The operation of the DC-DC converter 10 a will now be discussed with reference to the equivalent circuits of FIGS. 9( a) and 9(b). FIG. 9( a) is an equivalent circuit showing a state in which the main transistor T1 is inactivated and the rectifying transistor T2 is activated. FIG. 9( b) is an equivalent circuit showing a state in which the main transistor T1 is activated and the rectifying transistor T2 is inactivated. In FIGS. 9( a) and 9(b), the switch SW3 corresponds to the transistor T3.

In FIG. 9( a), the drain potential at the main transistor T1 is the ground potential. The capacitor C2 is grounded via the diode D2. Thus, the capacitor C2 is charged via the diode D2. In this state, the switch SW3 is inactivated, and the capacitor C3 is disconnected from the entire circuit.

In FIG. 9( b), the drain potential at the main transistor T1 is the input voltage Vin, and reversed bias is applied to the diode D2. When the switch SW3 is activated, the capacitors C2 and C3 are connected in parallel to each other. This charges the capacitor C3 with the capacitor C2.

In this case, in the same manner as the first embodiment, the gate voltage Vg at the output side is obtained from the next equation.
Vg=Ca2/(Ca2+Ca3)Vin

The difference between the capacitance Ca2 of the capacitor C2 connected to the input side and the capacitance Ca3 of the capacitance C3 connected to the output side is used to convert the input voltage Vin to the desired gate voltage Vg.

The DC-DC converter 10 a of the second embodiment that uses a p-type FET is used in lieu of an n-type FET as the main transistor T1 has the same advantages as the DC-DC converter 10 of the first embodiment.

It should be apparent to those skilled in the art that the present invention may be embodied in many other specific forms without departing from the spirit or scope of the invention. Particularly, it should be understood that the present invention may be embodied in the following forms.

Referring to FIG. 10 showing a DC-DC converter 10 b and FIG. 11 showing a DC-DC converter 10 c, a gate voltage generation circuit may be configured on a semiconductor device 21 a or 21 b that includes a main transistor T1.

More specifically, for example, the DC-DC converter 10 b of FIG. 10 includes the semiconductor device 21 a, a control circuit 22, a choke coil L1, which is an externally connected device, a flywheel diode D1, a smoothing capacitor C1, a diode D2, and capacitors C2 and C3. In addition to the main transistor T1, the semiconductor device 21 a includes a rectifying transistor T2, drive circuits 8 a and 8 b, and the gate voltage generation circuit (voltage comparator 13, NAND circuit 14, and transistor T3).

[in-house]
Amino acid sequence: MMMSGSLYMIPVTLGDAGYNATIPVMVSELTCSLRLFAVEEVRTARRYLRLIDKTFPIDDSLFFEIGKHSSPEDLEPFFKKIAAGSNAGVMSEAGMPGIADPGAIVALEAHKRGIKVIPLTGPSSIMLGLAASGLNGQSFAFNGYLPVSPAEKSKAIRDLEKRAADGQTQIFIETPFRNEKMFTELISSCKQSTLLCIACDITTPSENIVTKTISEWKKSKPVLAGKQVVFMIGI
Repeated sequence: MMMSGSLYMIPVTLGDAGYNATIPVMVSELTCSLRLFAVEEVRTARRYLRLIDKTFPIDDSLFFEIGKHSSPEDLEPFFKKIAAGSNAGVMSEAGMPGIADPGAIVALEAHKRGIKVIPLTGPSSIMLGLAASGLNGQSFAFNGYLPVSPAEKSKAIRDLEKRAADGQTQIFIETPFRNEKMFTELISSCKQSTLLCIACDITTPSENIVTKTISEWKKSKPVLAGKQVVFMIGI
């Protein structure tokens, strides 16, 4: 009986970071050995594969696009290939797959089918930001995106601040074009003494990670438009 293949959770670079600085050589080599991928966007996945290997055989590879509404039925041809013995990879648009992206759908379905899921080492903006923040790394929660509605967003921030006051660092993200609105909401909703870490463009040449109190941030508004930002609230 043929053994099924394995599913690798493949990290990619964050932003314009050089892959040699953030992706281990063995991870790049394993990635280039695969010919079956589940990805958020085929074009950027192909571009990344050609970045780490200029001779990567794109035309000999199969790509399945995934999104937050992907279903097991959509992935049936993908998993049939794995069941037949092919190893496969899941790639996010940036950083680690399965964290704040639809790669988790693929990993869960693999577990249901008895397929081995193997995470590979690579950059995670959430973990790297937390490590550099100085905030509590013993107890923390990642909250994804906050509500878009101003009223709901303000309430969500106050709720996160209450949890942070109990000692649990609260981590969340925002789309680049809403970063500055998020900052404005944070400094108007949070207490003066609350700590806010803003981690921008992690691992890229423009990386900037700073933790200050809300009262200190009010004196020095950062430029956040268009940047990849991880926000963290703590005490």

The DC-DC converter 10 c of FIG. 11 includes the semiconductor device 21 b, a control circuit 22, a choke coil L1, which is an externally connected device, a flywheel diode D1, a smoothing capacitor C1, a diode D2, and capacitors C2 and C3. In addition to the main transistor T1, the semiconductor device 21 b includes a rectifying transistor T2, drive circuits 8 c and 8 b, and the gate voltage generation circuit (voltage comparator 13, NAND circuit 14, and transistor T3).

In each of the DC-DC converters 10 b and 10 c, the control circuit 22 includes voltage dividing resistors R1 and R2, an error amplifier 4, a triangular wave oscillator 5, and a PWM comparator 6.

The operation of the DC-DC converter 10 b is the same as that of the DC-DC converter 10 of the first embodiment. The operation of the DC-DC converter 10 c is the same as that of the DC-DC converter 10 a of the second embodiment.

In the DC-DC converters 10 b and 10 c, in addition to the main switching transistor T1, a circuit for generating the gate voltage Vg (i.e., the transistor T3, the voltage comparator 13, and the NAND circuit 14) is connected to the single chip semiconductor device 21 a to 21 b.

In each embodiment, the voltage dividing resistors R1 and R2 may be arranged outside the control circuits 12, 12 a, and 22. In this case, the resistances of the voltage dividing circuits R1 and R2 may be changed to adjust the output voltage of the DC-DC converter to a desired value.

The present invention is required only to be embodied in a switching regulator type DC-DC converter. For example, in the DC-DC converter 10 of the first embodiment, the drive circuit 8 b and the rectifying circuit T2 may be eliminated.

In each embodiment, the capacitor C2 may be connected in parallel to the capacitor C3 via the transistor T3. In other words, the transistor T3 may be closer to the capacitor C2 than the capacitor C3.

The present examples and embodiments are to be considered as illustrative and not restrictive, and the invention is not to be limited to the details given herein, but may be modified within the scope and equivalence of the appended claims.

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US7199561 *Apr 27, 2005Apr 3, 2007Murata Manufacturing Co., Ltd.DC-DC converter and converter device
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Classifications
U.S. Classification323/282
International ClassificationH03K17/687, H03K17/06, H02M3/155, G05F1/56, H02M3/158
Cooperative ClassificationH03K17/6871, Y02B70/1466, H03K17/6872, H03K17/063, H02M3/1588
European ClassificationH03K17/06B, H03K17/687B2, H03K17/687B, H02M3/158S